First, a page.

Monday, 13 February 2012


What is meant by love after death? Surely that love does not – and cannot – die.

We are ostensibly born as the product of love between a man and a woman.  That ‘explains’ our flesh - but where does our spirit originate? 

Those of us unable to dismiss spirit as non-existent tend to acknowledge it as of Divine origin.  Few could claim it to be the result of human union.  So, coming from a non-human source, it is not ‘ours’ in the sense that our bodies are.

We house spirit within us during our life span, but upon death it returns whence it came prior to our birth. Do I have proof of this?

Yes, in that I have witnessed the essence of loved ones leaving as their bodies died – and hovering near me at their graveside!

No, in scientific terms because to the best of my knowledge science is not yet equipped to evaluate spirit!

I just mentioned ‘essence’.  My dictionary defines this as ‘the quality or qualities of a thing that give it its identity; the intrinsic or indispensable properties of a thing; the most important ingredient, the crucial element; the inherent, unchanging nature of a thing or class of things, as distinguished from its attributes or its existence; a spiritual or incorporeal entity’.

While alive we are not necessarily conscious of our spiritual selves.  We feed our bodies and often forget our souls.  Maybe we don’t even believe that we have a soul.  But most of us believe in the power of love.

If we’re fortunate, we feel this love from the moment our mother first holds us in her arms.  It is a tangible thing, giving us warmth and a secure feeling.  We are loved and so we learn how to love – first our mother, father and family.

Then, as we grow up, other loves come to us.  Ultimately, we fall in love.  How mind-blowing those feelings can be!  They take us over, body and soul, so that we experience oneness with another.

We also, at such a time, tend to experience oneness with the whole universe.  Our life is suddenly sublime.  We are whole, where before a crucial part of us was missing.  We have opened our heart to the infinite.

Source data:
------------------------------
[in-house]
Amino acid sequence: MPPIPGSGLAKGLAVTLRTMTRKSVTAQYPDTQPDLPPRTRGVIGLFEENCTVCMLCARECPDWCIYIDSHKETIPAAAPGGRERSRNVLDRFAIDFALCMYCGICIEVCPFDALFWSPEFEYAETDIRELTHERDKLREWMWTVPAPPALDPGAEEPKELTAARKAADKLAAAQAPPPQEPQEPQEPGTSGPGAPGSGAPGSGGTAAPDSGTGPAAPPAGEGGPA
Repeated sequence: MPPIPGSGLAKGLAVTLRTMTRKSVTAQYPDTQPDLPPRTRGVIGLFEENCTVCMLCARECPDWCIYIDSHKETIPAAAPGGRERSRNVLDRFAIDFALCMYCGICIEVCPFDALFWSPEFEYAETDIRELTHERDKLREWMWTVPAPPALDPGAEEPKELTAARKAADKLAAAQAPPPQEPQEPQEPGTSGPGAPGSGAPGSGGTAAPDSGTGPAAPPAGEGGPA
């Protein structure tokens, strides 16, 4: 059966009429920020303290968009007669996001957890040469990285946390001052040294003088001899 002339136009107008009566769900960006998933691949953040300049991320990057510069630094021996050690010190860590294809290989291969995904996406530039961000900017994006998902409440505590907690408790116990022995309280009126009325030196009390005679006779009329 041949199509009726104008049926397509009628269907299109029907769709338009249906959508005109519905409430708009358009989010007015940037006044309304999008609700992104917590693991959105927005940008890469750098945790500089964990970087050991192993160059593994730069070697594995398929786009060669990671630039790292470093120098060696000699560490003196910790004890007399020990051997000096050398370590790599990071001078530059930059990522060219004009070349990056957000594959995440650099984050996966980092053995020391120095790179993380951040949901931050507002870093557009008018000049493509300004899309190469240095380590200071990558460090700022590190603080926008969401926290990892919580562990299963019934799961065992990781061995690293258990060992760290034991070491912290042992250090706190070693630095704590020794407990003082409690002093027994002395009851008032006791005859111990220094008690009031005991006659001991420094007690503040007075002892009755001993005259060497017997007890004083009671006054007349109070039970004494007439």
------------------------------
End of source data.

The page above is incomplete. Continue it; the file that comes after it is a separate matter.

It is perhaps when we’re in love that we come closest to our Source.  Those feelings of bliss and of completion are akin, I think, to remembering our divinity.  We are mortal – yes, of course – but we are also immortal thanks to the divine spark within each of us.

It is said that God is love.

Rudyard Kipling wrote:

 ‘Once upon a time, or rather at the birth of Time, when the gods were so new that they had no names, and Man was still damp from the clay of the pit whence he had been digged, Man claimed that he, too, was in some sort a god.

The gods weighed his evidence and decided that Man’s claim was good.

Having conceded Man’s claim, the legend goes that they came by stealth and stole away this godhead, with intent to hide it where Man should never find it again.  But this was not so easy.  If they hid it anywhere on Earth the gods foresaw that Man would leave no stone unturned till he had recovered it.  If they concealed it among themselves they feared Man might batter his way up even to the skies.

And while they were all thus at a stand, the wisest of the gods said “I know.  Give it to me!”  He closed his hand upon the tiny, unstable light of Man’s stolen godhead, and when that great hand opened again the light was gone.

“All is well,” said Brahm.  “I have hidden it where Man will never dream of looking for it.  I have hidden it inside Man himself.”’

Where better to hide our spirit than within us?  As for the love we have experienced in our lifetime – and which we still feel when we die – isn’t this integral to our essence?

So our love for others doesn’t perish with our bodies.  It lives on in spirit and will echo through eternity.  Love after death?  You bet!

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